Is Sri Lanka’s effort to become a tourism and business hub costing the country too much?


Sri Lanka owes the Chinese more than $8 billion

By Kathy Melvin | Presbyterian News Service

Chinese dredging machines operate 24 hours a day in Sri Lanka to produce reclaimed land, possibly causing irreparable environmental harm. Photo by Kathy Melvin

COLOMBO, SRI LANKA – China is investing billions of dollars to build infrastructure all over Asia — Malaysia, the Philippines, and most recently, Sri Lanka. China says it is building a modern-day “silk road” (a nod to its ancient trade route), but some believe there are staggering consequences to signing away too much control to the Chinese, including irreparable environmental harm and debt so large it can never be repaid.

Today, estimates are that Sri Lanka owes Chinese companies about $8 billion, and about 90 percent of the country’s revenues go to debt service. It began in Sri Lanka with a man who is no longer president and an international airport that hosts more wild animals than passengers.

After the end of the country’s 27-year civil war, then-president Mahinda Rajapaksa believed that the key to Sri Lanka’s future prosperity was to use its beautiful natural resources to become one of Asia’s hubs for tourism, business and conferences.

So in 2013, Sri Lanka spent more than $270 million dollars to build Mattala Rajapaksa International Airport, the second largest airport outside the capital city of Colombo. The airport features beautiful architecture, modern facilities, gift shops and restaurants. What it doesn’t have is passengers. The old saying, “build it and they will come,” didn’t hold true. The airport is poorly located, not near major attractions, and only one airline currently flies there. Statistics show in 2016, there were fewer than 5,000 passenger arrivals for the entire year.

When traveling around Sri Lanka, you will likely hear more than once that the airport’s major revenue comes not from travelers but from renting out unused terminal area for rice storage. Unfortunately, the visitors never came, but the bills from China arrived right on schedule. To service the overwhelming debt, the country turned over control of the port of Hambantota to the Chinese with a 99-year lease in return for a $13 billion investment in housing, retail and schools, creating more than 80,000 jobs.

Chinese dredging machines are working 24 hours a day, 365 days a year to build out the shoreline for the planned new hotels, restaurants, shops and businesses. The machines grind up the material on the seabed and turn it into fine sand that forms the foundation for the reclaimed land. The chemicals and waste from the construction go directly into the port’s water. Damage to marine life threatens to be enormous.

At a recent conference Sri Lankan advocacy groups see a map representing China’s rapidly increasing expansion in Asia. Photo by Kathy Melvin

The construction jobs that were promised to the Sri Lankans never materialized. The Chinese claim that local workers do not have the skills to work on their projects, so they brought in ships filled with construction workers from China. The Chinese don’t even buy local food to feed the crews or house them in local hotels. Everything is brought directly from China on the ships.

A state-owned Chinese firm, China Communications Construction Company Limited, is developing the port city project. In a 2016 article in Finance Asia, the company promised the project would “offer unmatched potential for business, leisure & tourism and a high quality of living, not only for local inhabitants, but also for the countless numbers of global human family from across the shores.”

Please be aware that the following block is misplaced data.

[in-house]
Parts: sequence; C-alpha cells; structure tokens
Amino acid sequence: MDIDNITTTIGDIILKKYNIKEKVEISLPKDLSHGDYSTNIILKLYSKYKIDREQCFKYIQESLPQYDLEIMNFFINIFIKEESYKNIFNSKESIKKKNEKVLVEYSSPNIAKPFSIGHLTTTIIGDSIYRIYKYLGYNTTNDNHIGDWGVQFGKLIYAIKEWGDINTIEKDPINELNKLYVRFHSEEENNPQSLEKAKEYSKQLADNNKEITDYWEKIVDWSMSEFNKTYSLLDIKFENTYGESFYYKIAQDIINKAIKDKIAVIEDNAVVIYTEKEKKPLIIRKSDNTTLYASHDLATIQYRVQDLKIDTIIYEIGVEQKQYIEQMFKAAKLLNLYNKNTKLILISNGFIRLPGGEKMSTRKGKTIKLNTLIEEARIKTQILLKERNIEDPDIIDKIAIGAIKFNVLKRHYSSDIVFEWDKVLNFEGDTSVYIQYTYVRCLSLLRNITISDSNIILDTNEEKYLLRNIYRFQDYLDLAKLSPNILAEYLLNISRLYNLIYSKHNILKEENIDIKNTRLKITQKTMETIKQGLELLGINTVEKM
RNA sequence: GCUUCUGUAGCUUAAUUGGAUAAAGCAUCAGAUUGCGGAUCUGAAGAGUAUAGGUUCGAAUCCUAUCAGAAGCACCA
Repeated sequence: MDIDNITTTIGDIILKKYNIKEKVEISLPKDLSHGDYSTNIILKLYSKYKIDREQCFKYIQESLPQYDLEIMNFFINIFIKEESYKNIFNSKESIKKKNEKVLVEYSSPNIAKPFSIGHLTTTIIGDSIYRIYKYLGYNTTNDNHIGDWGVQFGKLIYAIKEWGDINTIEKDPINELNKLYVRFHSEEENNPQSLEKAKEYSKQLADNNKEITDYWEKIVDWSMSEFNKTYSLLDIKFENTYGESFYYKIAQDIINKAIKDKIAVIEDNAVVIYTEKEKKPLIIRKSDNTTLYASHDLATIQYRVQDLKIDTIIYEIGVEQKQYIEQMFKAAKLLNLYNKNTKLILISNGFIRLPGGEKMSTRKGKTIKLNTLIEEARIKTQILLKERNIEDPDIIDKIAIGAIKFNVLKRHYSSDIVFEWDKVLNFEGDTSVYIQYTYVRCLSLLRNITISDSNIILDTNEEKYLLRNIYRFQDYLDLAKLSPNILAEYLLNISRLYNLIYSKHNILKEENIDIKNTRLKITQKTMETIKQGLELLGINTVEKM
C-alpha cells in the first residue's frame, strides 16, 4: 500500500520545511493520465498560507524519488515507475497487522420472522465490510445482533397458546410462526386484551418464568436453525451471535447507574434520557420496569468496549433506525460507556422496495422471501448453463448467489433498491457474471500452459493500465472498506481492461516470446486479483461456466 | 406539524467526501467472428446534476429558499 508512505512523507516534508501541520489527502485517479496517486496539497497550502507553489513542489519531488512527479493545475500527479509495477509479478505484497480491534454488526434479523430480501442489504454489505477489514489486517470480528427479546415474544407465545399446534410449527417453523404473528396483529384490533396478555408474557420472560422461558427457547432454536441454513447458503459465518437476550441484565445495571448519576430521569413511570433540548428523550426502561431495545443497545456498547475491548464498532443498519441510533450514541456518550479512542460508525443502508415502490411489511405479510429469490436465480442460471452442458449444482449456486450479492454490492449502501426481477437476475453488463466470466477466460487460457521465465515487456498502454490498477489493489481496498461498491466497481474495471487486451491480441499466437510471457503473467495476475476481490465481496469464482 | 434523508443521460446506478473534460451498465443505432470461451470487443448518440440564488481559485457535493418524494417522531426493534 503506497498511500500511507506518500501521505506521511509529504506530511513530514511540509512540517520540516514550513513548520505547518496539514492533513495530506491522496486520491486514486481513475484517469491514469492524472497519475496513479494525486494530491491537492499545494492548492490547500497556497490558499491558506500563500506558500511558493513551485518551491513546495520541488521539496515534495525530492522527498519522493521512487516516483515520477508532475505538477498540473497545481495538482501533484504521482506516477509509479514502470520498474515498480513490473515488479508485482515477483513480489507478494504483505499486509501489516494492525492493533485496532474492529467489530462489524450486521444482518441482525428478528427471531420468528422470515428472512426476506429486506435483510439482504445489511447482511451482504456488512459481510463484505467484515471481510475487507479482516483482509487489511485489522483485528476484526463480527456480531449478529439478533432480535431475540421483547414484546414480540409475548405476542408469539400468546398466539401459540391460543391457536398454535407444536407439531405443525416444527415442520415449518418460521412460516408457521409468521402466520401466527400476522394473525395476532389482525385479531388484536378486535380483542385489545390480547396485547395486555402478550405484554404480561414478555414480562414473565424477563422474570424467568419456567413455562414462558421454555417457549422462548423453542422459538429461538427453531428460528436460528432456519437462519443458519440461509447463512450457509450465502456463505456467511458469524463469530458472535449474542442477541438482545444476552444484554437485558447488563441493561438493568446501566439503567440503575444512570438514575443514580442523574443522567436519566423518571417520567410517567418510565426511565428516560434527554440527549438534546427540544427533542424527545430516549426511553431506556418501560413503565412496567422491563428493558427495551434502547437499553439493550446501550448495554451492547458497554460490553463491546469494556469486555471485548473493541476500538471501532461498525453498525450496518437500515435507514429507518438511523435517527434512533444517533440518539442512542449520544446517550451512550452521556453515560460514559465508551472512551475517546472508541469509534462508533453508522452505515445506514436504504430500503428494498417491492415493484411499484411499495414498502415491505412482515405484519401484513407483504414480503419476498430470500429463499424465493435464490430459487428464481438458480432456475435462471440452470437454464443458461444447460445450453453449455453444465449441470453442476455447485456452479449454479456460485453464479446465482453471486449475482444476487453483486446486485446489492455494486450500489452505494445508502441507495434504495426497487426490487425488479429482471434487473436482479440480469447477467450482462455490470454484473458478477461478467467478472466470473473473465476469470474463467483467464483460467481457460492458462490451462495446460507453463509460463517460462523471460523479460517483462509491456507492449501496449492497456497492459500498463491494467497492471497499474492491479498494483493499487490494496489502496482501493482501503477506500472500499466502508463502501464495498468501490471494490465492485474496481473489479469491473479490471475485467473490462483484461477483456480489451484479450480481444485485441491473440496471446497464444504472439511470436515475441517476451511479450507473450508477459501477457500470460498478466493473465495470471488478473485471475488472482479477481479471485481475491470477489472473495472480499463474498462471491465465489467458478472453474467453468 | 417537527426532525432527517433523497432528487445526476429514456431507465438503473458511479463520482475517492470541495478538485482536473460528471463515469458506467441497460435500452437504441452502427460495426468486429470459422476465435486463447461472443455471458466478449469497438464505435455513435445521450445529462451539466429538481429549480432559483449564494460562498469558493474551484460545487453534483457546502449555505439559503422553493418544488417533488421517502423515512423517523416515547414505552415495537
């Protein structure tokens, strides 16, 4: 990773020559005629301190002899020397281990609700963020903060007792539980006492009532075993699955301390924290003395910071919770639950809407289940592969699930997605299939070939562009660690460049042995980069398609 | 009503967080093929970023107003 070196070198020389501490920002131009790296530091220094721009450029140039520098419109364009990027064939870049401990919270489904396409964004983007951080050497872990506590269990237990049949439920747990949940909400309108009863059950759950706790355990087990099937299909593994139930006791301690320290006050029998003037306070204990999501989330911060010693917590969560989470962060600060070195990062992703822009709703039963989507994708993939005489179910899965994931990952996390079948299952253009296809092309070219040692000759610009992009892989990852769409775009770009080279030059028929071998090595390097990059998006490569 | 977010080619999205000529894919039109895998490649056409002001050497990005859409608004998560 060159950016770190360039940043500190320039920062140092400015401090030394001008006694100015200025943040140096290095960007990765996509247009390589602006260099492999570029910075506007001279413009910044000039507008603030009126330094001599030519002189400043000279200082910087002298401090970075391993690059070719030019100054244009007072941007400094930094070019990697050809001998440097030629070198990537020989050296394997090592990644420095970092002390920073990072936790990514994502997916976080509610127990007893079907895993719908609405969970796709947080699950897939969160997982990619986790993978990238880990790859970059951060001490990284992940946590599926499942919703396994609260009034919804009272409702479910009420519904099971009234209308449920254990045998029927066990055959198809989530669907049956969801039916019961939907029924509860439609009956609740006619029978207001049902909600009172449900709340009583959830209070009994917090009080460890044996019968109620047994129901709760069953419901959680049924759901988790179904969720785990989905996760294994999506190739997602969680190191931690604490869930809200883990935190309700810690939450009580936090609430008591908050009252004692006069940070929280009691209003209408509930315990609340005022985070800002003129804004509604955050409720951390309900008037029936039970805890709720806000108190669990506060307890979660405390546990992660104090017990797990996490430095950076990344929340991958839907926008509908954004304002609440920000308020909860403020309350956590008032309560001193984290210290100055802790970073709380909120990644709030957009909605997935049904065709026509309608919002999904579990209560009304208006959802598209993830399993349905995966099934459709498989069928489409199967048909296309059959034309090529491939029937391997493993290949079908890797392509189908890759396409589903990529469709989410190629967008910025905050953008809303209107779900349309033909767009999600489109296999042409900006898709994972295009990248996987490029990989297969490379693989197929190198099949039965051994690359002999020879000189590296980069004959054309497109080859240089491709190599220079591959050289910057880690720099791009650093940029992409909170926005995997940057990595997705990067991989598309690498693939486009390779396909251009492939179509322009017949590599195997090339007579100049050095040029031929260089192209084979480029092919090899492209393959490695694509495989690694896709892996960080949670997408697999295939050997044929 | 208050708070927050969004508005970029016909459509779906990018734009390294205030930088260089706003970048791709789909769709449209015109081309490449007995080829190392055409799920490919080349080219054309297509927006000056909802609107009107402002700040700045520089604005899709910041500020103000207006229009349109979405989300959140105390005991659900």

Rob Fohr, the PC(USA)’s director of faith-based investing and corporate engagement and lead staff person to the committee on Mission Responsibility through Investment (MRTI) recently visited Sri Lanka with a group from the Church.

“From both an economic development and economic justice perspective, the deal the former Sri Lankan government made with Chinese investors is highly problematic,” he said. “While these investments may serve the Chinese government’s interests, including increasing its regional influence, they are harming the Sri Lankan people. Some of the immediate observable harm is through the environmental damage to the coastline which is decimating the fisheries on which many Sri Lankans depend for their livelihoods. Also at issue is the fact that the Sri Lankans are being excluded from the expanded labor market these Chinese investments have created.”

President Rajapaksa was defeated in the last election and Maithripala Sirisena was elected. He promised a more balanced foreign policy. The project was suspended, but in 2017 it began moving forward again.

At a conference in Sri Lanka in January, “Port City: For What? Whose Benefit?” concerned religious groups and NGOs came together to discuss China’s rapidly advancing presence in the Indian Ocean and the China Sea. Many fear the advancement has more than an economic goal, possibly a military strategy as well.

Valery Nodem, the Presbyterian Mission Agency’s associate for international hunger, was also recently in Sri Lanka, and with Fohr, is following the developments there closely.

“With the previous regime in Sri Lanka, it was very risky to publicly protest against any action or position from the state. Activists doing that were persecuted, threatened, and many disappeared,” he said. “A new generation of Sri Lankans is rising and demanding that the people’s real needs be addressed by the state, rather than investments in white elephants that might benefit the elite, but further impoverish people. The church plays a big role in that struggle and has been very involved and prophetic. The question is: Will all these voices be heard?”

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